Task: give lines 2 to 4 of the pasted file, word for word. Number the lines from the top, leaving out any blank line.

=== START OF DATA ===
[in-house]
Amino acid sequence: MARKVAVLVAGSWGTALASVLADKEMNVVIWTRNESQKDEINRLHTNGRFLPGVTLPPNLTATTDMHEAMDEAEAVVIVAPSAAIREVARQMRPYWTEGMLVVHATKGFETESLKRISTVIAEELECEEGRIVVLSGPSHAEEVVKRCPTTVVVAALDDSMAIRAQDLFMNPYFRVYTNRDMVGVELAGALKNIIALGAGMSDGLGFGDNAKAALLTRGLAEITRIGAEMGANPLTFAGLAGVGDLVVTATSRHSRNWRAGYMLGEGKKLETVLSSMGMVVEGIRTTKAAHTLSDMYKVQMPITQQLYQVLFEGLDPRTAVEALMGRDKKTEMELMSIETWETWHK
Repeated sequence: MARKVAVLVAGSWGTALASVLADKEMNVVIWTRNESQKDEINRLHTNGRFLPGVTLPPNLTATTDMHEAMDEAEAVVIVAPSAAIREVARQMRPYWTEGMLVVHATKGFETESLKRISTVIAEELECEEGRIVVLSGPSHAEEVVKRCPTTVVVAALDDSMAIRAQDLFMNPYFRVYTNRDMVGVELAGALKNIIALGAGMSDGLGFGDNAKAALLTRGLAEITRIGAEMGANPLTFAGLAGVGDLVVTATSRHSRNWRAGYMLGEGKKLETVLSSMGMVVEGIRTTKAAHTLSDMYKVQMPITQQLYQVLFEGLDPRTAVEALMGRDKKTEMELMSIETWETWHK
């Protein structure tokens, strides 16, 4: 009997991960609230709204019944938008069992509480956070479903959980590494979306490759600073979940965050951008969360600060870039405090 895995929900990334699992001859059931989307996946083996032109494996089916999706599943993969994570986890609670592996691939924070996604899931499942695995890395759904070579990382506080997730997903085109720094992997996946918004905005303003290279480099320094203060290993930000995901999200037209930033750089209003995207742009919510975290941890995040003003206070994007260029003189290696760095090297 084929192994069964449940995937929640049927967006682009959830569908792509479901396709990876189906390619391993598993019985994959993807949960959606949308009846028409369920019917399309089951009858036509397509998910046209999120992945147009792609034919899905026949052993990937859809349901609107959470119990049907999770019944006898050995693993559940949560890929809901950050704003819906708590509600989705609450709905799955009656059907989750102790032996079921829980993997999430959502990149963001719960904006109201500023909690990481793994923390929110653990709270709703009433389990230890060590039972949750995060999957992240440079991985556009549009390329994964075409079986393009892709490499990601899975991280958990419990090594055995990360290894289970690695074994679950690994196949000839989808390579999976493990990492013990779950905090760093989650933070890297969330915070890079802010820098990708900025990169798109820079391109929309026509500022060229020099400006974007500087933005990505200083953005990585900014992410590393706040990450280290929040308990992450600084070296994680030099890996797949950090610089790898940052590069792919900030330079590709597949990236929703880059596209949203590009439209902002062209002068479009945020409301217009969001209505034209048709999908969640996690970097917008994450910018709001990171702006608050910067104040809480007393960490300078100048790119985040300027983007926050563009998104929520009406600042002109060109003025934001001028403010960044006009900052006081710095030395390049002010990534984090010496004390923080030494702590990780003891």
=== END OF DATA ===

Amino acid sequence: MARKVAVLVAGSWGTALASVLADKEMNVVIWTRNESQKDEINRLHTNGRFLPGVTLPPNLTATTDMHEAMDEAEAVVIVAPSAAIREVARQMRPYWTEGMLVVHATKGFETESLKRISTVIAEELECEEGRIVVLSGPSHAEEVVKRCPTTVVVAALDDSMAIRAQDLFMNPYFRVYTNRDMVGVELAGALKNIIALGAGMSDGLGFGDNAKAALLTRGLAEITRIGAEMGANPLTFAGLAGVGDLVVTATSRHSRNWRAGYMLGEGKKLETVLSSMGMVVEGIRTTKAAHTLSDMYKVQMPITQQLYQVLFEGLDPRTAVEALMGRDKKTEMELMSIETWETWHK
Repeated sequence: MARKVAVLVAGSWGTALASVLADKEMNVVIWTRNESQKDEINRLHTNGRFLPGVTLPPNLTATTDMHEAMDEAEAVVIVAPSAAIREVARQMRPYWTEGMLVVHATKGFETESLKRISTVIAEELECEEGRIVVLSGPSHAEEVVKRCPTTVVVAALDDSMAIRAQDLFMNPYFRVYTNRDMVGVELAGALKNIIALGAGMSDGLGFGDNAKAALLTRGLAEITRIGAEMGANPLTFAGLAGVGDLVVTATSRHSRNWRAGYMLGEGKKLETVLSSMGMVVEGIRTTKAAHTLSDMYKVQMPITQQLYQVLFEGLDPRTAVEALMGRDKKTEMELMSIETWETWHK
């Protein structure tokens, strides 16, 4: 009997991960609230709204019944938008069992509480956070479903959980590494979306490759600073979940965050951008969360600060870039405090 895995929900990334699992001859059931989307996946083996032109494996089916999706599943993969994570986890609670592996691939924070996604899931499942695995890395759904070579990382506080997730997903085109720094992997996946918004905005303003290279480099320094203060290993930000995901999200037209930033750089209003995207742009919510975290941890995040003003206070994007260029003189290696760095090297 084929192994069964449940995937929640049927967006682009959830569908792509479901396709990876189906390619391993598993019985994959993807949960959606949308009846028409369920019917399309089951009858036509397509998910046209999120992945147009792609034919899905026949052993990937859809349901609107959470119990049907999770019944006898050995693993559940949560890929809901950050704003819906708590509600989705609450709905799955009656059907989750102790032996079921829980993997999430959502990149963001719960904006109201500023909690990481793994923390929110653990709270709703009433389990230890060590039972949750995060999957992240440079991985556009549009390329994964075409079986393009892709490499990601899975991280958990419990090594055995990360290894289970690695074994679950690994196949000839989808390579999976493990990492013990779950905090760093989650933070890297969330915070890079802010820098990708900025990169798109820079391109929309026509500022060229020099400006974007500087933005990505200083953005990585900014992410590393706040990450280290929040308990992450600084070296994680030099890996797949950090610089790898940052590069792919900030330079590709597949990236929703880059596209949203590009439209902002062209002068479009945020409301217009969001209505034209048709999908969640996690970097917008994450910018709001990171702006608050910067104040809480007393960490300078100048790119985040300027983007926050563009998104929520009406600042002109060109003025934001001028403010960044006009900052006081710095030395390049002010990534984090010496004390923080030494702590990780003891």